YUM!


8 posted on 07/09/2008 10:57:39 AM PDT by EggsAckley (If you shoot at mimes, should you use a silencer?)
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To: yankeedame
Sweet and Sour Dog (my favorite):
Put a layer of crushed pineapple (drained) at the bottom of the bun; next, add a layer of onions; top the pineapple and onions with a grilled all-beef hot dog; then pour your favorite BBQ sauce atop the dog.
9 posted on 07/09/2008 11:04:58 AM PDT by JoeGar
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To: yankeedame
Good lookin' Chicago dog...

Tennesee slaw dog...

Bite-size slaw dog...


10 posted on 07/09/2008 11:06:24 AM PDT by johnny7 ("Duck I says... ")
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To: arderkrag

Great post!


11 posted on 07/09/2008 11:06:47 AM PDT by Devilinbaggypants (Stop the madness...spread the word...drill now and increase refining capacity!)
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To: yankeedame

Connecticut also invented the hampburger, has the best apizza (Sally’s on Wooster St. in New Haven) and has one of the more credible claims for inventing the grinder/submarine sandwich.

Jimmy’s of Savin Rock (now closed) had famous hot dogs. The style included a toasted clam-roll style bun (similar to one of the Maine rolls shown above) grilled-toasted with extra butter, foot-long all beef hot dog (Hummels or Roesslers), grilled onions and your choice of reasonable condiments (ketchup ok, no stupid things like celery salt, etc.)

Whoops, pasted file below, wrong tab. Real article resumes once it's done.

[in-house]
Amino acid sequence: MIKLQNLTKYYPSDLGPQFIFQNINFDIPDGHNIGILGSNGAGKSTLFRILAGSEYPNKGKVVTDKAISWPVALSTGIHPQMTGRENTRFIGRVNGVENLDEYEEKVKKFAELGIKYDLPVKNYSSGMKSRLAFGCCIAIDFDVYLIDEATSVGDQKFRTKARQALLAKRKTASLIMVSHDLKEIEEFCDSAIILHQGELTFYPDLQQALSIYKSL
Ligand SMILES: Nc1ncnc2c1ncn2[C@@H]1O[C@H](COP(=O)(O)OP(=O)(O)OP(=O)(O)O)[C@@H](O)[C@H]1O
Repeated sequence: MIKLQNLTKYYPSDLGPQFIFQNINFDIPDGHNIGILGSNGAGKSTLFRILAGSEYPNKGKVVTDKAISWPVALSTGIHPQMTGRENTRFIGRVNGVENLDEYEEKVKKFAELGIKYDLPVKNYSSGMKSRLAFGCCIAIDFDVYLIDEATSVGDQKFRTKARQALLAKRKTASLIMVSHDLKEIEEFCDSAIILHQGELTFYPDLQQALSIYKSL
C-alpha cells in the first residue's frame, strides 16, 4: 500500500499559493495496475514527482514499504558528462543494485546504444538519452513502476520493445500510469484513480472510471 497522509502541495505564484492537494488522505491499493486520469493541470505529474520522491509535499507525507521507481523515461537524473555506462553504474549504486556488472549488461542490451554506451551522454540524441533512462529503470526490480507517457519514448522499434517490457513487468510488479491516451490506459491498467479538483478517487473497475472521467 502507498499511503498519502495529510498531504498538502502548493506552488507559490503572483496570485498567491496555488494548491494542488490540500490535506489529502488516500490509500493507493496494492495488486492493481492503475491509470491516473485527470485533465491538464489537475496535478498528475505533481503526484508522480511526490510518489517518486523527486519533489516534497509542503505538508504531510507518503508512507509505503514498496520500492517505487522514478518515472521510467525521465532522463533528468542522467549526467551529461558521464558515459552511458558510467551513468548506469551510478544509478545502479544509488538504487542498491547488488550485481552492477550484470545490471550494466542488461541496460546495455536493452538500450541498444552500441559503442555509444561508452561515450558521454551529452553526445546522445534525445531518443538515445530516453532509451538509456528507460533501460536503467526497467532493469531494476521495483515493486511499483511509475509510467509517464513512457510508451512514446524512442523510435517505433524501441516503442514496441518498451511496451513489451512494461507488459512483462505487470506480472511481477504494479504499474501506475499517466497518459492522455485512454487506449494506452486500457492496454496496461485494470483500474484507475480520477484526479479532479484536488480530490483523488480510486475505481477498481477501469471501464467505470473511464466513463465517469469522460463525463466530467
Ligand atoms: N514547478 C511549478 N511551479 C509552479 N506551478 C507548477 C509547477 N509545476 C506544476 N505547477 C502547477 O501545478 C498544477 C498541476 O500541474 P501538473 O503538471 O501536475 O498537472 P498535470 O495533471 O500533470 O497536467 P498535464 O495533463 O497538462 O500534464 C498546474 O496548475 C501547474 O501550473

12 posted on 07/09/2008 11:08:41 AM PDT by Dr. Sivana (There is no salvation in politics)
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To: Dr. Sivana

hampburger shuld be hamburger. No one has invented the hampburger yet.


13 posted on 07/09/2008 11:09:58 AM PDT by Dr. Sivana (There is no salvation in politics)
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To: Dr. Sivana

And “shuld” should be should. I hate my keyboard. I need my ‘80’s vintage clicky IBM back.


14 posted on 07/09/2008 11:10:53 AM PDT by Dr. Sivana (There is no salvation in politics)
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To: yankeedame
Arguably Washington D.C.'s signature dish, a half-smoke is like an over-sized spicy sausage and can be filled with a pork/beef mix or all-beef. Some places steam them, but the legendary Ben's Chili Bowl serves its chili half-smokes by grilling the snappy links, putting them in steamed buns, and topping with chili, mustard, and chopped raw onions.

They have a stand at National's Stadium. The line is always long.

Dodger fans can get theirs steamed or grilled and if they can't make it to the park, the official Farmer John Dodger Dogs can be found in some supermarkets in the area.

I can here Vin Scully advertising Farmer John's now.

15 posted on 07/09/2008 11:11:55 AM PDT by Fundamentally Fair (If given a choice between a POW and a POS, I'll take the POW.)
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To: yankeedame

Yum!


16 posted on 07/09/2008 11:17:38 AM PDT by Lijahsbubbe
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To: yankeedame

I don’t understand the difference between the “Michigan Red Hot” and a coney. Except that it’s from upstate New York. It sounds like someone went to southeast Michigan, discovered the coneys in Flint and Detroit, and then took the concept back to NY and popularized it there.


17 posted on 07/09/2008 11:21:29 AM PDT by NonZeroSum
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To: yankeedame

My favourite is an all beef, natural casing dog on a steamed bun with stadium mustard, sliced tomato, and shredded cheddar cheese. Mmmmmmm....